currently participate in the program. Some areas of Montana do not have a local American Legion Post. Because of these two reasons many stretches of Montana highways do not have fatality markers where a fatal accident has occurred. Also, when a highway is reconstructed and corrects what may have been the cause of the fatality, all markers are removed.

I was curious about that last bit. Granted, I saw some crosses at high curves that were guard-rail deficient, to say the least. But the given the complexity of crashes, the multiple chains of causation in which environmental factors are often only one determinant, does engineering itself eliminate the future risk of another fatality? I can see doing this in the case where a victim’s family might request its removal, but I wonder if removing the crosses (and I’m not sure where this has been done, or how many times) sends the wrong message — e.g., this curve has been reduced, signed, etc., so we don’t need to worry about the human factors of speed, impairment, etc.

This entry was posted on Wednesday, June 24th, 2009 at 10:40 am and is filed under Traffic Culture, Traffic Enforcement, Traffic Engineering, Traffic safety, Uncategorized. You can follow any responses to this entry through the RSS 2.0 feed. You can leave a response, or trackback from your own site.

6 Responses to “The Sign of the Cross”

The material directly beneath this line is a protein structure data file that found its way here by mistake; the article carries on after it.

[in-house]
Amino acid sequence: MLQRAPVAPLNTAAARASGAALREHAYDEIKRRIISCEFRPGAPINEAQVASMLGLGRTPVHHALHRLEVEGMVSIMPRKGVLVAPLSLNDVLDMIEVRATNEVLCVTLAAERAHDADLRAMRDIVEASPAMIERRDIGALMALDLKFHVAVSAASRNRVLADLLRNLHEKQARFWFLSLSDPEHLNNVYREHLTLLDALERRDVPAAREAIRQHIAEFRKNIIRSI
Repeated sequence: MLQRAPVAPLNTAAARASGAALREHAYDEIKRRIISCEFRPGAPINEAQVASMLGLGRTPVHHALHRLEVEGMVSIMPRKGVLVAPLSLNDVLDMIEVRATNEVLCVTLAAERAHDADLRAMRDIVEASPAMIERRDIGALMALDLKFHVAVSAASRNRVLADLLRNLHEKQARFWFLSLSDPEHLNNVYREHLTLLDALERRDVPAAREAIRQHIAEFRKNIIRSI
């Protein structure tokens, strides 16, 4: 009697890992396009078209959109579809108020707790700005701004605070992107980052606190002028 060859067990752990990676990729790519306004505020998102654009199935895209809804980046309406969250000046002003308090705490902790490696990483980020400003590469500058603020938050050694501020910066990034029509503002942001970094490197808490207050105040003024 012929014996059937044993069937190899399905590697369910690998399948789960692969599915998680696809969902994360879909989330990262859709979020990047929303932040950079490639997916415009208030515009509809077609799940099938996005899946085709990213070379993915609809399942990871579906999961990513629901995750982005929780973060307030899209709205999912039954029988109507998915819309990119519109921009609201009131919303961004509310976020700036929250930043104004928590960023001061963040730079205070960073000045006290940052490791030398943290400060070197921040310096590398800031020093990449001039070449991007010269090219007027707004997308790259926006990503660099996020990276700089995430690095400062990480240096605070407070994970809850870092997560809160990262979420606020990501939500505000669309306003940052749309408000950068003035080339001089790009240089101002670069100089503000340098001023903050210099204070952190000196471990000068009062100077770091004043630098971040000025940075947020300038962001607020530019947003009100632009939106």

1. PaulD Says:

    White crosses are a big thing in Western Australia, you can find them everywhere from city highways to the middle of nowhere (and we have a LOT of nowhere.) The thing that always strikes me about them is how many are NOT on dangerous sections of road. I’ve seen 3km straight sections of road with a cluster of crosses half way along.

    The human factors are nearly always significant, even if it’s just an inability to recognise that the road engineering is inadequate/dangerous/faulty.

  2. Bryan Willman Says:

    Well, one very difficult human factor is the unwillingness or inability to consider events or consequences even a few minutes into the future.

    I now think this explains a lot of crime – “what did they think would happen?” is answered by “they didn’t think at all…”

    I conjecture that this explains part of drunk driving. People don’t plan to get “drunk”, don’t plan to drive drunk, and when drunk have poor judgement about their driving. So all sorts of “don’t drive drunk warnings” may have no effect because they don’t intend to do it, perhaps don’t think they are doing it, or only realize it when they’re already in route. (Are there studies or other data on this?)

  3. aaron Says:

    Yes. Restructuring is key in reducing fatalities. Restructuring safety improvements are often wrongly attributied to speed reduction efforts done at the same time. There is little evidence (any?) that speed reduction efforts improve safety.

    Changing key spots to “Open Grade” material in 2006 in CA reduced accidents from 12 annually to 3-5.

  4. aaron Says:

    It’s in your post from the other day. The same company that does the light and speed posting coordination primarily does “Traffic Calming”.